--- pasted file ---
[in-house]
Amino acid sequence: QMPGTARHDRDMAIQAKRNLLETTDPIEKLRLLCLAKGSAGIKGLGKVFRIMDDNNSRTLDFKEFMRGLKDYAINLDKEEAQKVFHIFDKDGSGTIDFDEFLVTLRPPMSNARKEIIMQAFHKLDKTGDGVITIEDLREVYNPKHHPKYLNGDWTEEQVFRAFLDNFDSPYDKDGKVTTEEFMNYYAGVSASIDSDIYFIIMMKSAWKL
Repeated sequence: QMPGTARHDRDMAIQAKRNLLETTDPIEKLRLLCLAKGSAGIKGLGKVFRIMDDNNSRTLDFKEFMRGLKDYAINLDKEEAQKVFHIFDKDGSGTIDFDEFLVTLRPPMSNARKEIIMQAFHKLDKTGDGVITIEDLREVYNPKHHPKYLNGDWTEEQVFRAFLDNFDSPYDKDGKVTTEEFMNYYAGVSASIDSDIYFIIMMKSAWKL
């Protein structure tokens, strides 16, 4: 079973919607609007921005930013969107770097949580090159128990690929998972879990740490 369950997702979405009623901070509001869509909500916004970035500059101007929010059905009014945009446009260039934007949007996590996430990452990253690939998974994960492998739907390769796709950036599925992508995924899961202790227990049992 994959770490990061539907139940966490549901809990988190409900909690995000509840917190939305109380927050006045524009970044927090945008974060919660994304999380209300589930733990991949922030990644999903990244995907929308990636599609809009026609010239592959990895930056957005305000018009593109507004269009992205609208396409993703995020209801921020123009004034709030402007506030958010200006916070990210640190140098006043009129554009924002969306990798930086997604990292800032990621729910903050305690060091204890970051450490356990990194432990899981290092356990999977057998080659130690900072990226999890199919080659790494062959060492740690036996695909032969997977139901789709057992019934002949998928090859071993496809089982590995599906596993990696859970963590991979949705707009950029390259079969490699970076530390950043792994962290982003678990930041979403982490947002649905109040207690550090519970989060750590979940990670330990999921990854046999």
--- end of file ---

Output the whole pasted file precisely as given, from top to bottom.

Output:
[in-house]
Amino acid sequence: QMPGTARHDRDMAIQAKRNLLETTDPIEKLRLLCLAKGSAGIKGLGKVFRIMDDNNSRTLDFKEFMRGLKDYAINLDKEEAQKVFHIFDKDGSGTIDFDEFLVTLRPPMSNARKEIIMQAFHKLDKTGDGVITIEDLREVYNPKHHPKYLNGDWTEEQVFRAFLDNFDSPYDKDGKVTTEEFMNYYAGVSASIDSDIYFIIMMKSAWKL
Repeated sequence: QMPGTARHDRDMAIQAKRNLLETTDPIEKLRLLCLAKGSAGIKGLGKVFRIMDDNNSRTLDFKEFMRGLKDYAINLDKEEAQKVFHIFDKDGSGTIDFDEFLVTLRPPMSNARKEIIMQAFHKLDKTGDGVITIEDLREVYNPKHHPKYLNGDWTEEQVFRAFLDNFDSPYDKDGKVTTEEFMNYYAGVSASIDSDIYFIIMMKSAWKL
């Protein structure tokens, strides 16, 4: 079973919607609007921005930013969107770097949580090159128990690929998972879990740490 369950997702979405009623901070509001869509909500916004970035500059101007929010059905009014945009446009260039934007949007996590996430990452990253690939998974994960492998739907390769796709950036599925992508995924899961202790227990049992 994959770490990061539907139940966490549901809990988190409900909690995000509840917190939305109380927050006045524009970044927090945008974060919660994304999380209300589930733990991949922030990644999903990244995907929308990636599609809009026609010239592959990895930056957005305000018009593109507004269009992205609208396409993703995020209801921020123009004034709030402007506030958010200006916070990210640190140098006043009129554009924002969306990798930086997604990292800032990621729910903050305690060091204890970051450490356990990194432990899981290092356990999977057998080659130690900072990226999890199919080659790494062959060492740690036996695909032969997977139901789709057992019934002949998928090859071993496809089982590995599906596993990696859970963590991979949705707009950029390259079969490699970076530390950043792994962290982003678990930041979403982490947002649905109040207690550090519970989060750590979940990670330990999921990854046999």